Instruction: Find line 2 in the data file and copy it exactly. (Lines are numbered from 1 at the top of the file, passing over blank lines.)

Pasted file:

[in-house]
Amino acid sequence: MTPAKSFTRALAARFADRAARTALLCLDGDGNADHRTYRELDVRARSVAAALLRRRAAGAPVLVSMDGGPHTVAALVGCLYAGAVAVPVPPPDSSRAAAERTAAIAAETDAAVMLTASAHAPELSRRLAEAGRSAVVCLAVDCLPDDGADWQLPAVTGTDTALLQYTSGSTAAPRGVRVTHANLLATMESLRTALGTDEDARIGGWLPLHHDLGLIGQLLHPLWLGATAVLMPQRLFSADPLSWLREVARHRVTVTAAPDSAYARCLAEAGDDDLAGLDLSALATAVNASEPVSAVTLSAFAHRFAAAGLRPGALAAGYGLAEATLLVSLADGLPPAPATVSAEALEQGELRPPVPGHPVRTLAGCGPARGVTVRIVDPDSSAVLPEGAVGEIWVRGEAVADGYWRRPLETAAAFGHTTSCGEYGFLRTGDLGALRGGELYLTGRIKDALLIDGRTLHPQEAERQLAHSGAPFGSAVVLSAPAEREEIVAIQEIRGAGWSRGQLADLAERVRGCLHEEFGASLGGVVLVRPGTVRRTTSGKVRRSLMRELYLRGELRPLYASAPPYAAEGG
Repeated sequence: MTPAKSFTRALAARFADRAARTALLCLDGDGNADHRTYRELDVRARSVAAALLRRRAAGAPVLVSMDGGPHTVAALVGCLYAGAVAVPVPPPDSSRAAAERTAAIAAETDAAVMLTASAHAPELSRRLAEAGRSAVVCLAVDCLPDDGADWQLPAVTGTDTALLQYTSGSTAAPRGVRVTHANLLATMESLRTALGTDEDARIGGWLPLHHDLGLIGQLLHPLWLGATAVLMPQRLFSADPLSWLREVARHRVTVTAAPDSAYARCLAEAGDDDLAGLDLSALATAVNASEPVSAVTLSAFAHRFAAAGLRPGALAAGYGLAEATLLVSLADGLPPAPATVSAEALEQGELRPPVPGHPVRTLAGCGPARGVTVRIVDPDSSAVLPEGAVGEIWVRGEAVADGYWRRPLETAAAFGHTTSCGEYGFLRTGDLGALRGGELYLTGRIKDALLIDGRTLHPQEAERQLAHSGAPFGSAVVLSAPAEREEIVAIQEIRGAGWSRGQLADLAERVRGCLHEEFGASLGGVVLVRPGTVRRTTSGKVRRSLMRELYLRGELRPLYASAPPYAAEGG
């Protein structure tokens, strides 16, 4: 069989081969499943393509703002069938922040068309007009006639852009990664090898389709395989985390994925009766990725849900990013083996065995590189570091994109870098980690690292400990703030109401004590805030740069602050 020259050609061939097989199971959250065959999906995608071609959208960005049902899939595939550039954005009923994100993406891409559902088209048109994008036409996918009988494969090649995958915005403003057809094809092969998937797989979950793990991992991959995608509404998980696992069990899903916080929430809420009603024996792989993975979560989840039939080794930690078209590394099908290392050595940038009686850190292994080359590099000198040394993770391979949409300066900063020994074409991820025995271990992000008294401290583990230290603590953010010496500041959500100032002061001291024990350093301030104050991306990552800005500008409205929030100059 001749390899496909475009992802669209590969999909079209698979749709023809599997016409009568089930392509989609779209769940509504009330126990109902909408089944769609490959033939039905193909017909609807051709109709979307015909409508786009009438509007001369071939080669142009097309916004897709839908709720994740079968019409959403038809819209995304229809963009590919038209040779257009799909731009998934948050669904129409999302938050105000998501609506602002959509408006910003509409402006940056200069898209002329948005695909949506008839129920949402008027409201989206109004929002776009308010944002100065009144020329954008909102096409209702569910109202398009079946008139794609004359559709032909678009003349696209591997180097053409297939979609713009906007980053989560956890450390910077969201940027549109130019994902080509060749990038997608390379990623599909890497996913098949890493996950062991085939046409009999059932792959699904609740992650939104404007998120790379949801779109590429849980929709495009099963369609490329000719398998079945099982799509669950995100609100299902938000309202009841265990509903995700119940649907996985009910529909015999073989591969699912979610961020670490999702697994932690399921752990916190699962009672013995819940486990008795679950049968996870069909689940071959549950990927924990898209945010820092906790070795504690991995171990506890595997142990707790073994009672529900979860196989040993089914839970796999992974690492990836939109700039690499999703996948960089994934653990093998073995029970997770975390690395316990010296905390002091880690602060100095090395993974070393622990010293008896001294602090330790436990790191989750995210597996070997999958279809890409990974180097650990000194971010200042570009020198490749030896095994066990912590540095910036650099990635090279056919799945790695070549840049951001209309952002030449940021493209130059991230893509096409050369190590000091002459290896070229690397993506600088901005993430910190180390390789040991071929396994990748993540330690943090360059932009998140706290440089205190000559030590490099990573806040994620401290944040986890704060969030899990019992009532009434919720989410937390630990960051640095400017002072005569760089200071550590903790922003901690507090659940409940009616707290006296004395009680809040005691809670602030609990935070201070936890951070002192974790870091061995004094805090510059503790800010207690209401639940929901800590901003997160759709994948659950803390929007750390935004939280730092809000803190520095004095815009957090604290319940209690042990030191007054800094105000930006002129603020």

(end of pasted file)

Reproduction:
Amino acid sequence: MTPAKSFTRALAARFADRAARTALLCLDGDGNADHRTYRELDVRARSVAAALLRRRAAGAPVLVSMDGGPHTVAALVGCLYAGAVAVPVPPPDSSRAAAERTAAIAAETDAAVMLTASAHAPELSRRLAEAGRSAVVCLAVDCLPDDGADWQLPAVTGTDTALLQYTSGSTAAPRGVRVTHANLLATMESLRTALGTDEDARIGGWLPLHHDLGLIGQLLHPLWLGATAVLMPQRLFSADPLSWLREVARHRVTVTAAPDSAYARCLAEAGDDDLAGLDLSALATAVNASEPVSAVTLSAFAHRFAAAGLRPGALAAGYGLAEATLLVSLADGLPPAPATVSAEALEQGELRPPVPGHPVRTLAGCGPARGVTVRIVDPDSSAVLPEGAVGEIWVRGEAVADGYWRRPLETAAAFGHTTSCGEYGFLRTGDLGALRGGELYLTGRIKDALLIDGRTLHPQEAERQLAHSGAPFGSAVVLSAPAEREEIVAIQEIRGAGWSRGQLADLAERVRGCLHEEFGASLGGVVLVRPGTVRRTTSGKVRRSLMRELYLRGELRPLYASAPPYAAEGG